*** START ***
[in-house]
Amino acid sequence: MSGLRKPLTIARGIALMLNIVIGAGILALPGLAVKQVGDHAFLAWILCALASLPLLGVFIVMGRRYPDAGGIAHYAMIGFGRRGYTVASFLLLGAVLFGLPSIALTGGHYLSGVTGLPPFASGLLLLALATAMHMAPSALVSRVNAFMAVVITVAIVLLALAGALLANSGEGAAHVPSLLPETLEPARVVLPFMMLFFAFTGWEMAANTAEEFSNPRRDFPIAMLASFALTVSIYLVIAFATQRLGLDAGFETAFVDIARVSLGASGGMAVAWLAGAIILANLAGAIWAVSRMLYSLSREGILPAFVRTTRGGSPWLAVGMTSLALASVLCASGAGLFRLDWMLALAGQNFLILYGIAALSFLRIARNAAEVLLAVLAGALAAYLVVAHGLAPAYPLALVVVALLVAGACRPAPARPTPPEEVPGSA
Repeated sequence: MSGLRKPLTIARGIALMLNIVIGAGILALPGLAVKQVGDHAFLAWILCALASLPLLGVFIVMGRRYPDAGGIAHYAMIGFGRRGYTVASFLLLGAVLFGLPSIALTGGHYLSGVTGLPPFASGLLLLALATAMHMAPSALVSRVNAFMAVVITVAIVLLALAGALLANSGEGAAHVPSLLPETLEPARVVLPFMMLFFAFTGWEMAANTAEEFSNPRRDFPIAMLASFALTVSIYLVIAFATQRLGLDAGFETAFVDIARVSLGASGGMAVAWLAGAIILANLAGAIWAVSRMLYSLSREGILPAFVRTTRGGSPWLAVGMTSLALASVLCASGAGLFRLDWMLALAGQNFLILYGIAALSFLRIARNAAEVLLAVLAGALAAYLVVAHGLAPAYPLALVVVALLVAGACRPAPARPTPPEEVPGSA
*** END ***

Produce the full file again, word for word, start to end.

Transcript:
[in-house]
Amino acid sequence: MSGLRKPLTIARGIALMLNIVIGAGILALPGLAVKQVGDHAFLAWILCALASLPLLGVFIVMGRRYPDAGGIAHYAMIGFGRRGYTVASFLLLGAVLFGLPSIALTGGHYLSGVTGLPPFASGLLLLALATAMHMAPSALVSRVNAFMAVVITVAIVLLALAGALLANSGEGAAHVPSLLPETLEPARVVLPFMMLFFAFTGWEMAANTAEEFSNPRRDFPIAMLASFALTVSIYLVIAFATQRLGLDAGFETAFVDIARVSLGASGGMAVAWLAGAIILANLAGAIWAVSRMLYSLSREGILPAFVRTTRGGSPWLAVGMTSLALASVLCASGAGLFRLDWMLALAGQNFLILYGIAALSFLRIARNAAEVLLAVLAGALAAYLVVAHGLAPAYPLALVVVALLVAGACRPAPARPTPPEEVPGSA
Repeated sequence: MSGLRKPLTIARGIALMLNIVIGAGILALPGLAVKQVGDHAFLAWILCALASLPLLGVFIVMGRRYPDAGGIAHYAMIGFGRRGYTVASFLLLGAVLFGLPSIALTGGHYLSGVTGLPPFASGLLLLALATAMHMAPSALVSRVNAFMAVVITVAIVLLALAGALLANSGEGAAHVPSLLPETLEPARVVLPFMMLFFAFTGWEMAANTAEEFSNPRRDFPIAMLASFALTVSIYLVIAFATQRLGLDAGFETAFVDIARVSLGASGGMAVAWLAGAIILANLAGAIWAVSRMLYSLSREGILPAFVRTTRGGSPWLAVGMTSLALASVLCASGAGLFRLDWMLALAGQNFLILYGIAALSFLRIARNAAEVLLAVLAGALAAYLVVAHGLAPAYPLALVVVALLVAGACRPAPARPTPPEEVPGSA